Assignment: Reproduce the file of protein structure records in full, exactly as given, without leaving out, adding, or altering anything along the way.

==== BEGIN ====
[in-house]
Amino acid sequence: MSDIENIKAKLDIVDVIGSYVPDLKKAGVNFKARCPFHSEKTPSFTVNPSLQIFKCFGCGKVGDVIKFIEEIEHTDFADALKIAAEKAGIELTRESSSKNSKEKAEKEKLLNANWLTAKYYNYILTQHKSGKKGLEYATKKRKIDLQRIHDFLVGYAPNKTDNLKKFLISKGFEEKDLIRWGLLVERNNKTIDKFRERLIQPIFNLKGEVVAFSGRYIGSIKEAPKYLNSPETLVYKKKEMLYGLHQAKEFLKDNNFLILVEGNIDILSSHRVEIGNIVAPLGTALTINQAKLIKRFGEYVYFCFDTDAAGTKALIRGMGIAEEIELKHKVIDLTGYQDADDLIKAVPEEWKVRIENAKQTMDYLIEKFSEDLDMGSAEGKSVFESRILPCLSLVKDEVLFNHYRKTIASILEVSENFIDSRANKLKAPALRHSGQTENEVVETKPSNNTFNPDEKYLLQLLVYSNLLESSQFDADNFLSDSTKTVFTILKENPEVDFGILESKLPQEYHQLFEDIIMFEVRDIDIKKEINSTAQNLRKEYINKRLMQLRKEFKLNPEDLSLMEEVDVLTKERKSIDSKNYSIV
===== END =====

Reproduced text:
[in-house]
Amino acid sequence: MSDIENIKAKLDIVDVIGSYVPDLKKAGVNFKARCPFHSEKTPSFTVNPSLQIFKCFGCGKVGDVIKFIEEIEHTDFADALKIAAEKAGIELTRESSSKNSKEKAEKEKLLNANWLTAKYYNYILTQHKSGKKGLEYATKKRKIDLQRIHDFLVGYAPNKTDNLKKFLISKGFEEKDLIRWGLLVERNNKTIDKFRERLIQPIFNLKGEVVAFSGRYIGSIKEAPKYLNSPETLVYKKKEMLYGLHQAKEFLKDNNFLILVEGNIDILSSHRVEIGNIVAPLGTALTINQAKLIKRFGEYVYFCFDTDAAGTKALIRGMGIAEEIELKHKVIDLTGYQDADDLIKAVPEEWKVRIENAKQTMDYLIEKFSEDLDMGSAEGKSVFESRILPCLSLVKDEVLFNHYRKTIASILEVSENFIDSRANKLKAPALRHSGQTENEVVETKPSNNTFNPDEKYLLQLLVYSNLLESSQFDADNFLSDSTKTVFTILKENPEVDFGILESKLPQEYHQLFEDIIMFEVRDIDIKKEINSTAQNLRKEYINKRLMQLRKEFKLNPEDLSLMEEVDVLTKERKSIDSKNYSIV